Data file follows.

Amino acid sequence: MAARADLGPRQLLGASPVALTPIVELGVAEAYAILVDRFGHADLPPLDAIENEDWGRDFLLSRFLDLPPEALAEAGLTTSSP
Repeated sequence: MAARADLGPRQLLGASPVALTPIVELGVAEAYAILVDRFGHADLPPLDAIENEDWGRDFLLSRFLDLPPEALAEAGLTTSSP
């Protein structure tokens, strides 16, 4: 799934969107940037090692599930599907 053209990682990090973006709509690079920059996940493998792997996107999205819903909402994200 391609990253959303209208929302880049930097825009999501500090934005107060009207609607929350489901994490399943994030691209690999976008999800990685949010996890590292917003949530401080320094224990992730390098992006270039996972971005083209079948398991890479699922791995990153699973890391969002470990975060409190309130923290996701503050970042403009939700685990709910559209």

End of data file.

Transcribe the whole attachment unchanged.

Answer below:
Amino acid sequence: MAARADLGPRQLLGASPVALTPIVELGVAEAYAILVDRFGHADLPPLDAIENEDWGRDFLLSRFLDLPPEALAEAGLTTSSP
Repeated sequence: MAARADLGPRQLLGASPVALTPIVELGVAEAYAILVDRFGHADLPPLDAIENEDWGRDFLLSRFLDLPPEALAEAGLTTSSP
């Protein structure tokens, strides 16, 4: 799934969107940037090692599930599907 053209990682990090973006709509690079920059996940493998792997996107999205819903909402994200 391609990253959303209208929302880049930097825009999501500090934005107060009207609607929350489901994490399943994030691209690999976008999800990685949010996890590292917003949530401080320094224990992730390098992006270039996972971005083209079948398991890479699922791995990153699973890391969002470990975060409190309130923290996701503050970042403009939700685990709910559209």